Madam, - Archbishop Diarmuid Martin (November 28th) seeks to clarify the interpretation of remarks he made on marriage and civil unions at a recent Maynooth press conference, which I attended.

Bishops and archbishops can all too easily go down the road of condemnation when speaking out on the issues of the day and know there will be no misunderstanding of their position. To be fair to Archbishop Diarmuid Martin, he does try to take the harder road in his public utterances as advocated by Pope Benedict, which is to promote Christianity as a positive option.

It would be a shame if this approach and the merits of the Archbishop's argument were lost because of a misunderstanding of the nuanced position he was trying to articulate.

Dr Martin, while promoting the positives for society of the Christian view of marriage, was also striving to inform those who misinterpret the church's position as uncaring and unsympathetic. The Church does care about the rights of a variety of people in caring and dependent relationships. This position is largely lost in the current debate on marriage and civil unions.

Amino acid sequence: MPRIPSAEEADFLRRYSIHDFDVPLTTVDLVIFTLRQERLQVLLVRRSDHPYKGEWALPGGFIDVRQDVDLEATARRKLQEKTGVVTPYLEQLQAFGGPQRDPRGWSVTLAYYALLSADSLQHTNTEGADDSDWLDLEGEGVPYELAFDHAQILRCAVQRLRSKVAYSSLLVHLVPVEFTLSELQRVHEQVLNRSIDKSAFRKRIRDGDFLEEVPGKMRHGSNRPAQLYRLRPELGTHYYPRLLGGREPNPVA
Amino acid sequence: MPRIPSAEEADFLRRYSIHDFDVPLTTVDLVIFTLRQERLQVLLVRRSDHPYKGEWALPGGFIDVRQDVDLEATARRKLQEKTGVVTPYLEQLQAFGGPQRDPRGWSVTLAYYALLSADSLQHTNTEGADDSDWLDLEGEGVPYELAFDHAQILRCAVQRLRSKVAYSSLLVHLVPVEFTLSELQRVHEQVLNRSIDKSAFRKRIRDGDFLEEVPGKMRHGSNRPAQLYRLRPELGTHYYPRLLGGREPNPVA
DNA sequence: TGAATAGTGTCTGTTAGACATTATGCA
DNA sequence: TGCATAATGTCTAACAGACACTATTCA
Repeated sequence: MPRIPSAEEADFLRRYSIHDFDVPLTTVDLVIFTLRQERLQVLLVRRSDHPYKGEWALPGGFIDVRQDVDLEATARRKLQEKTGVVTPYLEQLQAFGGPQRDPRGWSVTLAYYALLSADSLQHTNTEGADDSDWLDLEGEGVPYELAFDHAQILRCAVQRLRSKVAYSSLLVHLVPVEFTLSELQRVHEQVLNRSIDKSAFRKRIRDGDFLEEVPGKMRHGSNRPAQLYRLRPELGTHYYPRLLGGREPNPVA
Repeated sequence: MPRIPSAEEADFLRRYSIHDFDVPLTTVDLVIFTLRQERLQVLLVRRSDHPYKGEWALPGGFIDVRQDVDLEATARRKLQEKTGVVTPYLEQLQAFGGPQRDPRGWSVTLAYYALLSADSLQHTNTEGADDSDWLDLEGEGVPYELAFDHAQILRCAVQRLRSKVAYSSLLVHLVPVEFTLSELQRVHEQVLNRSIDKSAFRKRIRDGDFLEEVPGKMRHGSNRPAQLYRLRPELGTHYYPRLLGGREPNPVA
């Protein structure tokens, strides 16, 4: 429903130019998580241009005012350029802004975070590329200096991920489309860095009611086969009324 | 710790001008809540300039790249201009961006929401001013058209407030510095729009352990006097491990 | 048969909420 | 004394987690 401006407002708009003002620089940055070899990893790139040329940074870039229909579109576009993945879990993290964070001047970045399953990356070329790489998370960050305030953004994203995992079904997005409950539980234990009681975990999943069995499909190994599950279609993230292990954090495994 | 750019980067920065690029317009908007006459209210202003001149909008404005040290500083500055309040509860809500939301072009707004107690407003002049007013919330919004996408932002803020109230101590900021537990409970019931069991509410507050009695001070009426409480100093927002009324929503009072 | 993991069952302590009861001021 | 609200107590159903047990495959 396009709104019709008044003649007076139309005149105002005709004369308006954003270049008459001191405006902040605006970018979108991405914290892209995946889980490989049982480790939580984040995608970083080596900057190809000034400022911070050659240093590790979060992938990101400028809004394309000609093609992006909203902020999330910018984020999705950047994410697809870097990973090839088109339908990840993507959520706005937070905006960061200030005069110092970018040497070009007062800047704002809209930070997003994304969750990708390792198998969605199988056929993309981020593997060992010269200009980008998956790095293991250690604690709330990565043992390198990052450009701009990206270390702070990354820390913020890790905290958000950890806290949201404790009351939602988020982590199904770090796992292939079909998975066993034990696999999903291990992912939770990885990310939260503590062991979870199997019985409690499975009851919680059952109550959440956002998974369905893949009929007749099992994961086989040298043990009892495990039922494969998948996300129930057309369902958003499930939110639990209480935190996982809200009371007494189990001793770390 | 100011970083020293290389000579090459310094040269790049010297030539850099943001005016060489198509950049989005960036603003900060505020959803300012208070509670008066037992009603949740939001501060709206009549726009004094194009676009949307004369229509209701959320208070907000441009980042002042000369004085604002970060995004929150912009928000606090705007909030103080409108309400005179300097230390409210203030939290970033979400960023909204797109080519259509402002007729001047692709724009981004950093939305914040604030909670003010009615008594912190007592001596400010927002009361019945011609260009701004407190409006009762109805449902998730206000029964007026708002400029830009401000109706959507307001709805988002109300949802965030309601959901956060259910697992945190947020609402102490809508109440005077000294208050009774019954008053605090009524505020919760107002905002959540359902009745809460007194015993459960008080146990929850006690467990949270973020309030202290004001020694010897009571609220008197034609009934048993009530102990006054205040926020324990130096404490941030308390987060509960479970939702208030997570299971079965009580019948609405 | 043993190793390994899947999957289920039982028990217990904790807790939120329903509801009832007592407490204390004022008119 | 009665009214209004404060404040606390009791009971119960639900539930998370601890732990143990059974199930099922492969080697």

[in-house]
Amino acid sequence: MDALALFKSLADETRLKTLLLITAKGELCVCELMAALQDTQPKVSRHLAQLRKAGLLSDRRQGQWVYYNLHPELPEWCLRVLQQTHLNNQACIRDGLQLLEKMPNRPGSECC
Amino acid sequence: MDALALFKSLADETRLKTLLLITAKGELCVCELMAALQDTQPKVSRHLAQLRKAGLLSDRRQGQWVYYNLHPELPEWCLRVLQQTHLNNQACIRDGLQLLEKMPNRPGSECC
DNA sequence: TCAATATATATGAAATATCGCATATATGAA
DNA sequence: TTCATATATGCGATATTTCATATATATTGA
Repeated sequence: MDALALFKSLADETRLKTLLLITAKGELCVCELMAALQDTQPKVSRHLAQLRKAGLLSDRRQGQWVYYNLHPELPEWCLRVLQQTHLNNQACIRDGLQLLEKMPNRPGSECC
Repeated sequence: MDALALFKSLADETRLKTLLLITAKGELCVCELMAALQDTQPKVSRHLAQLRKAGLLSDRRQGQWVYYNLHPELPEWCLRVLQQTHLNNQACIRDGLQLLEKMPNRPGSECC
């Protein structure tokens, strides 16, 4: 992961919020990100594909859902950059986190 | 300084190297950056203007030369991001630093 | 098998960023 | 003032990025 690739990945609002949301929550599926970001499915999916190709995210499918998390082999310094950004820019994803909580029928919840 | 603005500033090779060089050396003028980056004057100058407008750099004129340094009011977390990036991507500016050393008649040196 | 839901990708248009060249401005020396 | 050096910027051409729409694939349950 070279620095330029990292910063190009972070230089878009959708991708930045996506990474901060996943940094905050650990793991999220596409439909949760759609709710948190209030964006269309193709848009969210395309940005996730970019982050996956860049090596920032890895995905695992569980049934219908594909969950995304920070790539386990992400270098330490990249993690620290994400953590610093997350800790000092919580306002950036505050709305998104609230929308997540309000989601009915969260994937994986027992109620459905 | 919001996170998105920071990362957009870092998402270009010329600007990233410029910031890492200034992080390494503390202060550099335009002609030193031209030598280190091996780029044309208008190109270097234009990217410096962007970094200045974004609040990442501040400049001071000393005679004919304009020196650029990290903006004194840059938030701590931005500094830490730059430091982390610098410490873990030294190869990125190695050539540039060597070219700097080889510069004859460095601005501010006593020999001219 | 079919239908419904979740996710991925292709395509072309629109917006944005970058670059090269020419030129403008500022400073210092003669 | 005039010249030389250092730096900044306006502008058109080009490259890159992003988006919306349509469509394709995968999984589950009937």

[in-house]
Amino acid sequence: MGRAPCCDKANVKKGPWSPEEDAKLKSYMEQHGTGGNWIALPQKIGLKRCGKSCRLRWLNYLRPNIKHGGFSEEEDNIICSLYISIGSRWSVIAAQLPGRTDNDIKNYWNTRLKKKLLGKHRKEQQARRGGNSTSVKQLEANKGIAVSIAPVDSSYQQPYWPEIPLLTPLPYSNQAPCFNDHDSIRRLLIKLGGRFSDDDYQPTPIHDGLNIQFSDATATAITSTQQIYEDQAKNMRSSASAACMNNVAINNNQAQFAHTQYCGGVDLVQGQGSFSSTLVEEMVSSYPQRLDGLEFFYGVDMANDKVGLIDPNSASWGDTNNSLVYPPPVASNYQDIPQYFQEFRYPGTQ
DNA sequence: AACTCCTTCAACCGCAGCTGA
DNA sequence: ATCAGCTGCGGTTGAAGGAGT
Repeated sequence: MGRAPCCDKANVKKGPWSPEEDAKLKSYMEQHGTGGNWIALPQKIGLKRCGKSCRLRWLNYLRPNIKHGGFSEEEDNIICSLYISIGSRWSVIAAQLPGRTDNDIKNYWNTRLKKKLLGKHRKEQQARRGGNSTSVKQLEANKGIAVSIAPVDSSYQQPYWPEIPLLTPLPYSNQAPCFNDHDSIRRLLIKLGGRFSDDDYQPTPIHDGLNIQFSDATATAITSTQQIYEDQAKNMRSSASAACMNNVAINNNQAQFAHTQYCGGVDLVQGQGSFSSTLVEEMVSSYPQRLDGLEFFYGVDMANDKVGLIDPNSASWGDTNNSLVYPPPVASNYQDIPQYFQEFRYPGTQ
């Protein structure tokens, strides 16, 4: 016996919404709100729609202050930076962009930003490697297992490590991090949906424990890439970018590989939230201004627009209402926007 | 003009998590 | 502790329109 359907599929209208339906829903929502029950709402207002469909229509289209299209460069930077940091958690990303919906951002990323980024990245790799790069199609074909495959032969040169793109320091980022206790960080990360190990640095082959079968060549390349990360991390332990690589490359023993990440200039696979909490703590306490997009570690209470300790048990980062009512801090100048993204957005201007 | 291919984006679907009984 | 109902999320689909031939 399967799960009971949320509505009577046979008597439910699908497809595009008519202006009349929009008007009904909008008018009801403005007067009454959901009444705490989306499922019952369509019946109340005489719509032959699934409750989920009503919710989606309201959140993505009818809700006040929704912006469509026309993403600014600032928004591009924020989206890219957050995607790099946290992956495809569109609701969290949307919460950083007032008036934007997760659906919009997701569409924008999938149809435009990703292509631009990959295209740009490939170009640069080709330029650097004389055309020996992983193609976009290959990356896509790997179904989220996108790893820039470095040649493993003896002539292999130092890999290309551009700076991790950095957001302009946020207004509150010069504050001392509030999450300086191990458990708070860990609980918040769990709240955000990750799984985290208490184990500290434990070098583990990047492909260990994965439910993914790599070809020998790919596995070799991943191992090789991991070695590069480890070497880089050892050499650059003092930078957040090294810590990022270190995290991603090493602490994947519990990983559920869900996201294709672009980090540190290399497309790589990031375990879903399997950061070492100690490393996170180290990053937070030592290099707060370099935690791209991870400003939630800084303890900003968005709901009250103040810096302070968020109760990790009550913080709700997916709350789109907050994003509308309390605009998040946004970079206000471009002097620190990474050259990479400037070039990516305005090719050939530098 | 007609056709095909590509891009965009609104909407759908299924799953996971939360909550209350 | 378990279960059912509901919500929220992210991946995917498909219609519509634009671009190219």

To ensure clarity in future Maynooth press conferences may I suggest to the bishops that the gatherings be less of a sprint to the finish and that they stay behind to meet reporters - who make the effort to travel out to Maynooth - and clarify any queries. - Yours, etc,

managing editor,
The Irish Catholic,
Dublin 12.


A quick websearch shows that Garry O'Sullivan was once communications officer for the Jesuits in Ireland.
This order has had particular problems with theological liberalism and a culture of homosexuality among a number of its
It is sad to read in journals like Inside the Vatican the high number of active homosexuals active within the Jesuit order.
I find it quite sad to see how far the Society of Jesus in Ireland has fallen. It used to have a huge number of vocations, now it has virtually none.